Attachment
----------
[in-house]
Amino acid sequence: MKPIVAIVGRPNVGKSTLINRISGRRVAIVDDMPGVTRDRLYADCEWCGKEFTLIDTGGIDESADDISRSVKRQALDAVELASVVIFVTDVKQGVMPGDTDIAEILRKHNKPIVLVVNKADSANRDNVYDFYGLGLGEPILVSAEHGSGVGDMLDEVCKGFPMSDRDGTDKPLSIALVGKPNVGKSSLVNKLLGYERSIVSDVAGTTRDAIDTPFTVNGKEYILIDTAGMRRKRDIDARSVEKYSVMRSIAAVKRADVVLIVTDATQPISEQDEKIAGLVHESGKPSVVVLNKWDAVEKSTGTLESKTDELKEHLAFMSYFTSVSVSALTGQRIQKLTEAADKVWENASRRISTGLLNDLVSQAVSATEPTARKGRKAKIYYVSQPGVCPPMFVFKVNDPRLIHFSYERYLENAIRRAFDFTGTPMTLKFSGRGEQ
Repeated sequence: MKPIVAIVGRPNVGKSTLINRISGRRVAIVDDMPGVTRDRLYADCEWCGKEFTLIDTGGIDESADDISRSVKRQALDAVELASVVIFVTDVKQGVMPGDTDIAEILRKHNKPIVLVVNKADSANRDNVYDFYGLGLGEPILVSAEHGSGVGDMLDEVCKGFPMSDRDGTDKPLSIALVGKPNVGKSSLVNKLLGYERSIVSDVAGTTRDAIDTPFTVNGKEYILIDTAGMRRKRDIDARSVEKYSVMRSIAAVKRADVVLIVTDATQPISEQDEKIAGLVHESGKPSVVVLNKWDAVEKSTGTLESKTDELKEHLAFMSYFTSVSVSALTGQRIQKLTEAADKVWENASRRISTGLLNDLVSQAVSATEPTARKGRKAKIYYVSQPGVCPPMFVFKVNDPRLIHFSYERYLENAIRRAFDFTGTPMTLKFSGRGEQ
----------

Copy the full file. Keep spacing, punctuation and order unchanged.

[in-house]
Amino acid sequence: MKPIVAIVGRPNVGKSTLINRISGRRVAIVDDMPGVTRDRLYADCEWCGKEFTLIDTGGIDESADDISRSVKRQALDAVELASVVIFVTDVKQGVMPGDTDIAEILRKHNKPIVLVVNKADSANRDNVYDFYGLGLGEPILVSAEHGSGVGDMLDEVCKGFPMSDRDGTDKPLSIALVGKPNVGKSSLVNKLLGYERSIVSDVAGTTRDAIDTPFTVNGKEYILIDTAGMRRKRDIDARSVEKYSVMRSIAAVKRADVVLIVTDATQPISEQDEKIAGLVHESGKPSVVVLNKWDAVEKSTGTLESKTDELKEHLAFMSYFTSVSVSALTGQRIQKLTEAADKVWENASRRISTGLLNDLVSQAVSATEPTARKGRKAKIYYVSQPGVCPPMFVFKVNDPRLIHFSYERYLENAIRRAFDFTGTPMTLKFSGRGEQ
Repeated sequence: MKPIVAIVGRPNVGKSTLINRISGRRVAIVDDMPGVTRDRLYADCEWCGKEFTLIDTGGIDESADDISRSVKRQALDAVELASVVIFVTDVKQGVMPGDTDIAEILRKHNKPIVLVVNKADSANRDNVYDFYGLGLGEPILVSAEHGSGVGDMLDEVCKGFPMSDRDGTDKPLSIALVGKPNVGKSSLVNKLLGYERSIVSDVAGTTRDAIDTPFTVNGKEYILIDTAGMRRKRDIDARSVEKYSVMRSIAAVKRADVVLIVTDATQPISEQDEKIAGLVHESGKPSVVVLNKWDAVEKSTGTLESKTDELKEHLAFMSYFTSVSVSALTGQRIQKLTEAADKVWENASRRISTGLLNDLVSQAVSATEPTARKGRKAKIYYVSQPGVCPPMFVFKVNDPRLIHFSYERYLENAIRRAFDFTGTPMTLKFSGRGEQ